Long before I ever stepped foot in Ireland, I’ve loved Irish literature. When I was a kid, I had an audiobook on cassette tape with a number of classic ghost stories, including Oscar Wilde’s ‘The Canterville Ghost’, which I listened to incessantly. In college, I found a love for Irish plays as well, reading several (including Translations by Brian Friel, which became an all-time favourite) in a historically-focused theatre course. Naturally, this played into my motivations for applying to an MA in Literature & Publishing in Galway, and once I moved over I discovered so many wonderful contemporary Irish authors from Donal Ryan to, of course, Sally Rooney.
Ireland has an outsized cultural influence, with an incredible amount of internationally-acclaimed art in every medium considering the relatively small size of the country. Some of the world’s best poets, musicians, and more hail from the Emerald Isle. And as I’ve lived here I’ve gotten to know a lot of work by artists of different types.
But one medium that I feel has passed me personally by a bit for the most part is Irish cinema. I’ve seen a few of the most well-known Irish films across a number of genres — The Commitments, Once, The Wind that Shakes the Barley, The Quiet Man — but there are far more iconic Irish films that have passed me by. On this list, for example, I’ve only seen six.
And even since moving here, I haven’t gone out of my way to see many: I went to see Cavalry with a friend in Galway, I watched A Date with Mad Mary on a plane journey, I checked out The Hole in the Ground on Netflix a while back. I feel like I’m missing out, which is particularly funny because obviously Steve is a huge film buff and also worked in the industry for some time (one of the reasons I watched the extremely charming Mad Mary is because he was a camera assistant on it). There are so many classic Irish films that he tells me I absolutely need to see: Intermission, Michael Collins, Garage…
Basically, this is my long-winded plea for you to tell me which Irish films I need to add to my to-watch list. But also to share a few new films that you should add to yours. Last weekend I volunteered at the Kerry International Film Festival, which gave me the opportunity to watch a number of excellent Irish-made films. Two shorts and one feature particularly stood out for me:
Bring Out the Fear directed by Richard Waters and starring Ciara Bailey and Tad Morari, is a Wicklow-shot horror film that follows a couple on an ordinary day hike in the words that turns sour after they have an argument about the state of their relationship which is followed by the realisation that they are lost. Imbued with folk-horror elements and making excellent use of the setting, the film is focused on the crumbling relationship above all, but offers plenty of creepy moments and unsettling vibes.
Sit Down and Shut Up was a delightful documentary short directed by Cian O Connor about the ultimate underdog story, when in 1980 the now-defunct, even-then-miniscule Limerick FC played Real Madrid in the European Cup. Unsurprisingly, Real Madrid came out the victors, but it was Limerick that opened the scoring! A funny and extremely well-produced short featuring several former players and fans recalling the momentous but largely-forgotten (outside of the local parish) events of the match.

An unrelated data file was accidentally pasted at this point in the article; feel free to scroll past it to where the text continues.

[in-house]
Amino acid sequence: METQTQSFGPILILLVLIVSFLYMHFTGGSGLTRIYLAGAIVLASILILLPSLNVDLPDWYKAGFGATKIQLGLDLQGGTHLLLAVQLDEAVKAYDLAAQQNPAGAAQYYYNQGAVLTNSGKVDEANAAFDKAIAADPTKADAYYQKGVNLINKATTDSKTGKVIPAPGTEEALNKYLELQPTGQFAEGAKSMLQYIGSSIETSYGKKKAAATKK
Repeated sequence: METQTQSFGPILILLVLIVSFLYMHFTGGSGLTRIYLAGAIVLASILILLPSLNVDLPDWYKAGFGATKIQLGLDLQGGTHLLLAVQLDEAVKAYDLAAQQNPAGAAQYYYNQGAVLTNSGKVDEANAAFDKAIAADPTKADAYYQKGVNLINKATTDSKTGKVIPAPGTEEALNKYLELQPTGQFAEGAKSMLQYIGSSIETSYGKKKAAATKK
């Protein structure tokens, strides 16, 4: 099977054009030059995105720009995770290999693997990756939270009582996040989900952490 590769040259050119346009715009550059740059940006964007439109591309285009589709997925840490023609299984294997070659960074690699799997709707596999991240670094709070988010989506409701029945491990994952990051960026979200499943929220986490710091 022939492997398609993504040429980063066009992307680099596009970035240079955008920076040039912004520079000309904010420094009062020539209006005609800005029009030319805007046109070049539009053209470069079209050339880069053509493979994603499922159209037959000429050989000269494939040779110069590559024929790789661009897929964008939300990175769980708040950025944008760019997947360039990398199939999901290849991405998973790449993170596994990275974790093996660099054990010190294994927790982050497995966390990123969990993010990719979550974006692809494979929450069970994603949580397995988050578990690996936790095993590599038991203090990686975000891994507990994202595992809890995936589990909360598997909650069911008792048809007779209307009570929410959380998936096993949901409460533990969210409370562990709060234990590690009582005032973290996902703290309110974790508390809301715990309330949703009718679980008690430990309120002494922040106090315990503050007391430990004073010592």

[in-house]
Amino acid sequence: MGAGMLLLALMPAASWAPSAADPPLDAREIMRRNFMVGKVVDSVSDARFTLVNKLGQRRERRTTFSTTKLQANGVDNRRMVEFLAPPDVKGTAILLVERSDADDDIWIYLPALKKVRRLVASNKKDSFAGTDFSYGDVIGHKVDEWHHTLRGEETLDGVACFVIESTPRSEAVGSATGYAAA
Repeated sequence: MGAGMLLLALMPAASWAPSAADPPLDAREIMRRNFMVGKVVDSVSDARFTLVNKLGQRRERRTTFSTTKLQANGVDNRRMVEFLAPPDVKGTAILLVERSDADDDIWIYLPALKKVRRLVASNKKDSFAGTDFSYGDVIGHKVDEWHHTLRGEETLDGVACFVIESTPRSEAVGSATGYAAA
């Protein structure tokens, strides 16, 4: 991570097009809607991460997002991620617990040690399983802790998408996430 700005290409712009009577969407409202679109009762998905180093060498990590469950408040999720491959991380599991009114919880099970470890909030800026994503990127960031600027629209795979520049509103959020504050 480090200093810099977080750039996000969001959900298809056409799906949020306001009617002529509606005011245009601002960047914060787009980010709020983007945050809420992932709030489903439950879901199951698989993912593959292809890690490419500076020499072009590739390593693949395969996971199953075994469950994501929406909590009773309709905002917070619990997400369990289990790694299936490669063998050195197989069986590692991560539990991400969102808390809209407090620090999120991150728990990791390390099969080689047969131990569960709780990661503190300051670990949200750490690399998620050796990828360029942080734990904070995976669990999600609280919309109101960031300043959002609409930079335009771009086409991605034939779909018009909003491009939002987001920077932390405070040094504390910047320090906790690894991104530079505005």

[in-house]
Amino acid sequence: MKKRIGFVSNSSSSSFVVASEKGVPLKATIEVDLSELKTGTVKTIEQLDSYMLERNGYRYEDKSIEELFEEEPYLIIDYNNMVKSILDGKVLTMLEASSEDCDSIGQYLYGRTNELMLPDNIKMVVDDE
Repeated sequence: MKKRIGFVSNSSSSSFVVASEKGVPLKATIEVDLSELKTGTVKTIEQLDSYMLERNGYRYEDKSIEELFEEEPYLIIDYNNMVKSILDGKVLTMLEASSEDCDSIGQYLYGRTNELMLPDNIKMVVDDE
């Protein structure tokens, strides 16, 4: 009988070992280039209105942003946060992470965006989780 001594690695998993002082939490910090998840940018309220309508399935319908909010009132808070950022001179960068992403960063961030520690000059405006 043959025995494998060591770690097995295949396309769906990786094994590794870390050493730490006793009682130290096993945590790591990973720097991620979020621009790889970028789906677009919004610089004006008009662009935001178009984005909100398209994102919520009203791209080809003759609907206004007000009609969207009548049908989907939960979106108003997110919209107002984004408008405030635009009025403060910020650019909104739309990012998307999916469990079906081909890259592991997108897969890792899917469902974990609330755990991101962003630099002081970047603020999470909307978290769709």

Ship of Souls, written and directed by Jean Pasley, was the final short in the “Kerry Connections” segment of KIFF that I volunteered at, and what a closer it was. I don’t think anyone left the theatre with dry eyes. The Japanese widow of a young Irish man comes to visit his parents in rural Kerry with the intent of performing a ceremonial dance by his grave for Oban, the Buddhist festival for the dead. His father is having none of it, but comes to reckon with his own grief and find a new connection to his daughter-in-law. A stunning, 15-minute film that made me feel all the emotions.
Then, because I apparently didn’t see enough films over the KIFF weekend (3 feature films and 7 shorts), and because it was finally released in Irish cinemas after a pandemic delay, Steve and I went to see the absolutely incredible Irish-language drama Arracht. Wow, what a film. Directed by Tom Sullivan and starring Dónall Ó Héalai, this is an instant Irish classic for sure.
Colman Sharkey goes to the local landlord’s estate in an effort to reason with him about his plan to raise the rents even as the potato crops begin to fail. A violent encounter sees Sharkey on the run, ending up in a cliffside cave two years later when he takes in a young, sick, and starving orphan.
It’s remarkable, and not just because there are very, very few feature films as gaeilge, although it’s importance cannot be separated from its use of the language (especially in the scenes between Sharkey and the landlord that feature a deliberate and necessary shift into English). With my year+ of Duolingo study, I would still say I only caught about 1 word in 20 without needing to make use of the subtitles, but the more quality cinema there is in Irish, the more reason audiences will have to want to understand the language.
A quietly intense film with gorgeous cinematography that captures the ruggedness of the Connemara coast and acting that captures the desperation and resilience of those living (and dying) through an Gorta Mór, as well as a beautiful and plaintive musical score. If you are more familiar with Irish cinema, Arracht has probably already long been on your radar, but if not it is definitely one worth keeping an eye out for.
Now that I’m aware of my Irish cinema blindspot, I’m definitely going to make an effort to seek out more Irish films (again, recommendations please), and hopefully even some more in Irish. And hopefully if you see any of the films reviewed above at your local cinema (or more likely at your local film festival or streaming service), you’ll give them a watch!